“I want to thank Jesse Torres of Pan American Bank, Jaime Rodriguez of Sen. Ron Calderon’s office, East LA Works, EGP and the community in East Los Angeles,” for their help, Roman said. He also thanked Arlene Dimapilis, district liaison to BOE Chairman Jerome Horton and José Gonzalez of East LA Works.

Roman, who not too long ago was recognized by Supervisor Gloria Molina for his contributions to the community, said he is now being encouraged to share his experience with local business chambers so other entrepreneurs, who may be too proud to ask for help, or are too intimidated or afraid of retaliation from tax collectors to speak out, can learn from his experience.

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June 9, 2011  Copyright © 2012 Eastern Group Publications, Inc.


4 Responses to “Public Attention Bodes Well for East LA Eatery”

  1. NN on June 10th, 2011 11:18 am

    Although I feel for struggling businesses…you collected the sales tax and it should have been remitted. Why wasn’t it? And why let it get to the point where your permit is revoked? They don’t just revoke it right away. In addition, if you are quarterly filer that means you are making very GOOD sales each year. Obviously, the whole story was not revealed to the public.

  2. Jim Roman on June 11th, 2011 1:47 am

    In response to someone who feels for struggling businesses. Your right a permit doesn’t get revoked right away, at least so I thought. My permit was revoked in 2009 and my business opened in April of 2009. In my opinion that is right away. From the begining I was late remitting my sales taxes, but I always paid including interest and penalties and I always filed my quarterlies and since when does filing quarterlies mean that one is making very GOOD sales. I do know that I have very LARGE operating expenses. I do know that at one point I remitted over $6,000 in order to get caught up with sales taxes and have my permit reinstated. I was denied reinstatement because I made my payment a couple of days late. Those couple of days included the weekend and by the way the B.O.E. is closed weekends. There are employers and there are employees and it is obvious to me that you are an employee and until you become an employer you will never know what it takes to run a business or understand anything about all the sacrifices and hardships that it takes to keep that dream alive. I feel that you missed the principal of the article. There are times when through communication and not intimidation that one can come to a reasonable solution that works in the best interest of both parties involved. It shouldn’t be a one way street that is in favor of one party involved and financially detrimental to another. In todays struggling economy and now more than ever businesses should be encouraged to succeed not discouraged. I do agree with you that the whole story wasn’t revealed, but I didn’t find it necessary to reveal so much. Thank You and God Bless.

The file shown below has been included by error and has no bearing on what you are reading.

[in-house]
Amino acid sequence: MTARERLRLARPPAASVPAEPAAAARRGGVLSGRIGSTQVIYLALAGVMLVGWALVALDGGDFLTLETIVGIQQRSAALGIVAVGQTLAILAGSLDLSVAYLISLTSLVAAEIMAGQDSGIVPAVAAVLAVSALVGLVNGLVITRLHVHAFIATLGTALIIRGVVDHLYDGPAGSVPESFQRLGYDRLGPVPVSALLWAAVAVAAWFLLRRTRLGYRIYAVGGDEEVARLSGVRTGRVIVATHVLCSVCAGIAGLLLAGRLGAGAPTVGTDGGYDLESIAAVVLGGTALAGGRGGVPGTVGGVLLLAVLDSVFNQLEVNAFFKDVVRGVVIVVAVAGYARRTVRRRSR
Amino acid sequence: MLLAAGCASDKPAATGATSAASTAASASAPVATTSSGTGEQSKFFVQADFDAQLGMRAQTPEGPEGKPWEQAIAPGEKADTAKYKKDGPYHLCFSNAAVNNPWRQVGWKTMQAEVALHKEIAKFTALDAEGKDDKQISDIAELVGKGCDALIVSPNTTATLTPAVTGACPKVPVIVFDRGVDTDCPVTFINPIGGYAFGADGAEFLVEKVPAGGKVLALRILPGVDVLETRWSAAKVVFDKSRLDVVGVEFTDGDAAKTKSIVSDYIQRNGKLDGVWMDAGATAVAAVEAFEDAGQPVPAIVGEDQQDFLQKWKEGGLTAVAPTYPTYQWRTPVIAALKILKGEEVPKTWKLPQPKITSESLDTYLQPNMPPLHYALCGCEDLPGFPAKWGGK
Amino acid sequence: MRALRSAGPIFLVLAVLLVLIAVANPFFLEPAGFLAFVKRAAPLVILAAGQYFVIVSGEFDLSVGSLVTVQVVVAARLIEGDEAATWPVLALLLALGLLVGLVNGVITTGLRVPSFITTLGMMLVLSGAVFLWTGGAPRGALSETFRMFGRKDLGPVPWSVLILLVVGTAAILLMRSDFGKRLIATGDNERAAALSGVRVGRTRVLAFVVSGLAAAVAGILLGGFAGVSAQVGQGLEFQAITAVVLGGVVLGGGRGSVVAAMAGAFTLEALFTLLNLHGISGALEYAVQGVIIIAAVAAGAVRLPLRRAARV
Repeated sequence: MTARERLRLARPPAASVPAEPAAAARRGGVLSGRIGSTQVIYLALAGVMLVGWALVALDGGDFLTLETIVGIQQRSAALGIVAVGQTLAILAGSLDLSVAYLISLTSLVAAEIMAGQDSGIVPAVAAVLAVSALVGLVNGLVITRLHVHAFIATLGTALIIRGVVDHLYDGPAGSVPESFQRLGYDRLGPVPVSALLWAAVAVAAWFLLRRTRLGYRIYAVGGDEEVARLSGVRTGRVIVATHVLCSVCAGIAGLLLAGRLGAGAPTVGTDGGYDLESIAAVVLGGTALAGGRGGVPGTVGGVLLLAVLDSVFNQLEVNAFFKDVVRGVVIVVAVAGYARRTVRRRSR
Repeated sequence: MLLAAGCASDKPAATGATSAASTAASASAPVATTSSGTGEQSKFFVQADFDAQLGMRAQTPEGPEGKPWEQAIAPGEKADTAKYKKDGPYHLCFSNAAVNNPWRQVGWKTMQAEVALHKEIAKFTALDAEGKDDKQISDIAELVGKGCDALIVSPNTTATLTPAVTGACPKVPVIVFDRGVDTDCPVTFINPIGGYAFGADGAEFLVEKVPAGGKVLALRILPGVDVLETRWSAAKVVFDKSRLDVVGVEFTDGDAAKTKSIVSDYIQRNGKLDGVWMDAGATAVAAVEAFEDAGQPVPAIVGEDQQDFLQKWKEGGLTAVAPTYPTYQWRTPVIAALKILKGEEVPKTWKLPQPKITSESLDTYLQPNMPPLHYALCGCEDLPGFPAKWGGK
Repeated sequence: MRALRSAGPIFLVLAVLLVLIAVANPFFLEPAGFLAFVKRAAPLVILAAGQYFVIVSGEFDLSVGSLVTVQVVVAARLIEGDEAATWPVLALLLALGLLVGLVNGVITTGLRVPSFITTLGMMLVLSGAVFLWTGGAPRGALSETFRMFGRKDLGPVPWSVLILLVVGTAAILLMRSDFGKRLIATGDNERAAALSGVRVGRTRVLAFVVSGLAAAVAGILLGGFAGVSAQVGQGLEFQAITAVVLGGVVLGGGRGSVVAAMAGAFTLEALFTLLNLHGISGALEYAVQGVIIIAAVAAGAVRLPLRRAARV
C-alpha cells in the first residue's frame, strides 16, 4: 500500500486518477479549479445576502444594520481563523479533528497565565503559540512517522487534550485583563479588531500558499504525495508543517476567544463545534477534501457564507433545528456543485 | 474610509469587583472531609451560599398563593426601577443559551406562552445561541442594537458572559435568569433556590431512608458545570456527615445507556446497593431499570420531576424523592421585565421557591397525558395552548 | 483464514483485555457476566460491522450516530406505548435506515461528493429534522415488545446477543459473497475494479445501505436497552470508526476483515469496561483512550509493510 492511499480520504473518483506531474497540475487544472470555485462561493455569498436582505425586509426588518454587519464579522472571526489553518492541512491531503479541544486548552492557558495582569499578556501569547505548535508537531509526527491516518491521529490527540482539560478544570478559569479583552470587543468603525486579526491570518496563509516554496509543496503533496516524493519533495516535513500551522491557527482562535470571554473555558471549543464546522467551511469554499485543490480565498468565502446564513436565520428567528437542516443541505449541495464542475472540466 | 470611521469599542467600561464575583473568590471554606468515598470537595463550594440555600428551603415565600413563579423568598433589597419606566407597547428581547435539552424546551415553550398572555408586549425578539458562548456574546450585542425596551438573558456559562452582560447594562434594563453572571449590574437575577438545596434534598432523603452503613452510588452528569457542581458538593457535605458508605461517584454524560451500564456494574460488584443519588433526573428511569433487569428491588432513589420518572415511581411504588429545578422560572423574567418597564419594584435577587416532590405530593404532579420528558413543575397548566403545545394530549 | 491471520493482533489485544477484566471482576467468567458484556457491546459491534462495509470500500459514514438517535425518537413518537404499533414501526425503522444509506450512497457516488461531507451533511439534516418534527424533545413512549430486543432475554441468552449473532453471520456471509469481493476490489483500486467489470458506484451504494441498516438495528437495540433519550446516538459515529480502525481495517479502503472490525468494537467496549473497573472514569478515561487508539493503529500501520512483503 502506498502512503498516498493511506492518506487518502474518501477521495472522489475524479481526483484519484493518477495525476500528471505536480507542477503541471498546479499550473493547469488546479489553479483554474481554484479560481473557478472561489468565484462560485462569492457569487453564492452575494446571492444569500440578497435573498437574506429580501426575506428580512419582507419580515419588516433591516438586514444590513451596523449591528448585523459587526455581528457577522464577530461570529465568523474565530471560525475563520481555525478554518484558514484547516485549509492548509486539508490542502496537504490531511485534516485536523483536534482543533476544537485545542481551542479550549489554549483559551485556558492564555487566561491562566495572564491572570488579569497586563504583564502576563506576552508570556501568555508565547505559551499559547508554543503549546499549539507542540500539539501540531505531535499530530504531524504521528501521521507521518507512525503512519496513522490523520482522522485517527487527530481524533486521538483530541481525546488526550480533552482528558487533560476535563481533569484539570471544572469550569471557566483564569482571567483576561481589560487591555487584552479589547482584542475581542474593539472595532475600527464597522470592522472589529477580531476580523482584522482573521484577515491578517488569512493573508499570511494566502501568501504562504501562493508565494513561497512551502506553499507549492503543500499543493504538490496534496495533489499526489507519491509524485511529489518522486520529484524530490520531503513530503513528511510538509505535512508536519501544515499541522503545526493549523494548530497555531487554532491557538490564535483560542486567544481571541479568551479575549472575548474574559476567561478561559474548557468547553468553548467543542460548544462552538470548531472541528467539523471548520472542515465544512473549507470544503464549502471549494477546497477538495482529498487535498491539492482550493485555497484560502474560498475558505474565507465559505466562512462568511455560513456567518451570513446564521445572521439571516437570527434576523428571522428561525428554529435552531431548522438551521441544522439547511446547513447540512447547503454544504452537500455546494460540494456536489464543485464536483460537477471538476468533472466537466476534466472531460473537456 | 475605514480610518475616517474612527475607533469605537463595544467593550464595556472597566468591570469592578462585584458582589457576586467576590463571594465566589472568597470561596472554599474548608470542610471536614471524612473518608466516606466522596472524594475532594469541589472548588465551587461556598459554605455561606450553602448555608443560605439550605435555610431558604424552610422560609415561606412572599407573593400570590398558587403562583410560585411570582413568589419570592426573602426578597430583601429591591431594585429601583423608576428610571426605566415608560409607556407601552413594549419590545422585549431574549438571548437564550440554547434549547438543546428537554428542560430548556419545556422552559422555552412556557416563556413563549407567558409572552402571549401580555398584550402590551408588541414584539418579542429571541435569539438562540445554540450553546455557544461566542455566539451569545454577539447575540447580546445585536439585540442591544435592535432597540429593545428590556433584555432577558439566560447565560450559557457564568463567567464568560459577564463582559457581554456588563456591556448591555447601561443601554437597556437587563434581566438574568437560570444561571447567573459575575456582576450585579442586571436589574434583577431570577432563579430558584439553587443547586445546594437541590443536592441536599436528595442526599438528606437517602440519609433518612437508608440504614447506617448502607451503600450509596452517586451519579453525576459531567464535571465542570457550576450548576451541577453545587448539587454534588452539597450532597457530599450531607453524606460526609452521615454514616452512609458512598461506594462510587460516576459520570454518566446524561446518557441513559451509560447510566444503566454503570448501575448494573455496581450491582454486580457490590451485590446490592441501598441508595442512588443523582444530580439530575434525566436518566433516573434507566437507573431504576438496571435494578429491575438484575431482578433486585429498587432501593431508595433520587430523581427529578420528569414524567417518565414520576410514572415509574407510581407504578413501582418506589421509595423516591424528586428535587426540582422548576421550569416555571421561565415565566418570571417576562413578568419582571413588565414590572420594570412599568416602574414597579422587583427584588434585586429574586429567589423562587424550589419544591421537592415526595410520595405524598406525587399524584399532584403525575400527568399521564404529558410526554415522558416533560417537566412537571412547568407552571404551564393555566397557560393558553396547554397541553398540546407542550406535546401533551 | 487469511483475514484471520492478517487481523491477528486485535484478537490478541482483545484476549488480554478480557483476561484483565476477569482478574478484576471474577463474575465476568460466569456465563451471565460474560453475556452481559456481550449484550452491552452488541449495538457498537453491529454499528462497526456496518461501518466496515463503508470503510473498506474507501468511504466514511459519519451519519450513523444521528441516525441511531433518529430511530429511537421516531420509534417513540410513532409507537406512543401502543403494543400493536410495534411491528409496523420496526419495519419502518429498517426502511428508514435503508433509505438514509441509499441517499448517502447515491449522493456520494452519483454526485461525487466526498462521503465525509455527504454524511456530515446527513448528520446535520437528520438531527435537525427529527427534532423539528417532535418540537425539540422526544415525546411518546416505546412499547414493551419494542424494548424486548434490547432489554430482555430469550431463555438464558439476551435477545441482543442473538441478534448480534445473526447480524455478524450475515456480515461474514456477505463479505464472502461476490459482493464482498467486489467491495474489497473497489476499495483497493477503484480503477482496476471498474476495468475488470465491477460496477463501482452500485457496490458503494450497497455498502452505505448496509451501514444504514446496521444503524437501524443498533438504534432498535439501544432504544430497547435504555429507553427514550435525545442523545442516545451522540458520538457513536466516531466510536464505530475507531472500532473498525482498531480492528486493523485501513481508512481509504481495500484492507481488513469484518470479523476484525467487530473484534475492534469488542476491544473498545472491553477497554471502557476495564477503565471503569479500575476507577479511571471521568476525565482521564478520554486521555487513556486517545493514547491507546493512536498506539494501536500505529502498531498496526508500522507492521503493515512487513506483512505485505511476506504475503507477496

3. adk123 on June 11th, 2011 6:59 am

    You were recognized for your contributions to the community? How did the community benefit from your collecting sales tax quarter after quarter and not paying it to the State? Leaving a community which is heavily dependent upon State services without the funds you collected? The BOE is going to work with you for another quarter which means you didn’t set aside another 3 months of sales tax? BOE only uses “keepers” as a last resort.

    Go ahead and authorize the release of your history with BOE to the public – I dare you – so we can see both sides of the story.

  4. Amber Townsend on June 14th, 2011 8:29 pm

    He is a tax cheat. He collected reimbursement but did not pay the tax he legally owes. How more clear is that.